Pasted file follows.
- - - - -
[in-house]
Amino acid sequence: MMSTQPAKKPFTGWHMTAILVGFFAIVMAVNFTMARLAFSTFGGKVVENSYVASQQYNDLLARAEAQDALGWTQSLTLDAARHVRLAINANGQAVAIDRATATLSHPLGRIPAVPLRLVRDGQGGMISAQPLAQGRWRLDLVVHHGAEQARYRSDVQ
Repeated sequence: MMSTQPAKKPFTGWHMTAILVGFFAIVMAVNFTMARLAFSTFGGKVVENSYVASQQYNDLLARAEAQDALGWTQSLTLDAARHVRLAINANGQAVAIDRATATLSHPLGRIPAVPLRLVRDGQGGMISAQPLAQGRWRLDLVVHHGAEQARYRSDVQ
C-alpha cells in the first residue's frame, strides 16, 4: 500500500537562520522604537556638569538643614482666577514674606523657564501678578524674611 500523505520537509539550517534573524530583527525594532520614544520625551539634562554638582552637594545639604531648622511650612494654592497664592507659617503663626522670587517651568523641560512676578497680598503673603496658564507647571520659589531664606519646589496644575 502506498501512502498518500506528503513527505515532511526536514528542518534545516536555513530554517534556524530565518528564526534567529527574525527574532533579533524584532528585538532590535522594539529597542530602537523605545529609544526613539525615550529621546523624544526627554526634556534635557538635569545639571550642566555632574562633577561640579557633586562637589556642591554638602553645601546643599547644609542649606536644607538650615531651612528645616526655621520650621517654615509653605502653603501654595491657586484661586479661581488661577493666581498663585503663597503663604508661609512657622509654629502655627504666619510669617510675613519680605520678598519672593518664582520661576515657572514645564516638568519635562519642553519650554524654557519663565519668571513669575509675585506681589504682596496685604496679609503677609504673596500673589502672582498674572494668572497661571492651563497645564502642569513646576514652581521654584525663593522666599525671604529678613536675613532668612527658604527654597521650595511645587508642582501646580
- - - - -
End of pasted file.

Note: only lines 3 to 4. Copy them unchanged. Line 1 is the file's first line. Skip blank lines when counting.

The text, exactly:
Repeated sequence: MMSTQPAKKPFTGWHMTAILVGFFAIVMAVNFTMARLAFSTFGGKVVENSYVASQQYNDLLARAEAQDALGWTQSLTLDAARHVRLAINANGQAVAIDRATATLSHPLGRIPAVPLRLVRDGQGGMISAQPLAQGRWRLDLVVHHGAEQARYRSDVQ
C-alpha cells in the first residue's frame, strides 16, 4: 500500500537562520522604537556638569538643614482666577514674606523657564501678578524674611 500523505520537509539550517534573524530583527525594532520614544520625551539634562554638582552637594545639604531648622511650612494654592497664592507659617503663626522670587517651568523641560512676578497680598503673603496658564507647571520659589531664606519646589496644575 502506498501512502498518500506528503513527505515532511526536514528542518534545516536555513530554517534556524530565518528564526534567529527574525527574532533579533524584532528585538532590535522594539529597542530602537523605545529609544526613539525615550529621546523624544526627554526634556534635557538635569545639571550642566555632574562633577561640579557633586562637589556642591554638602553645601546643599547644609542649606536644607538650615531651612528645616526655621520650621517654615509653605502653603501654595491657586484661586479661581488661577493666581498663585503663597503663604508661609512657622509654629502655627504666619510669617510675613519680605520678598519672593518664582520661576515657572514645564516638568519635562519642553519650554524654557519663565519668571513669575509675585506681589504682596496685604496679609503677609504673596500673589502672582498674572494668572497661571492651563497645564502642569513646576514652581521654584525663593522666599525671604529678613536675613532668612527658604527654597521650595511645587508642582501646580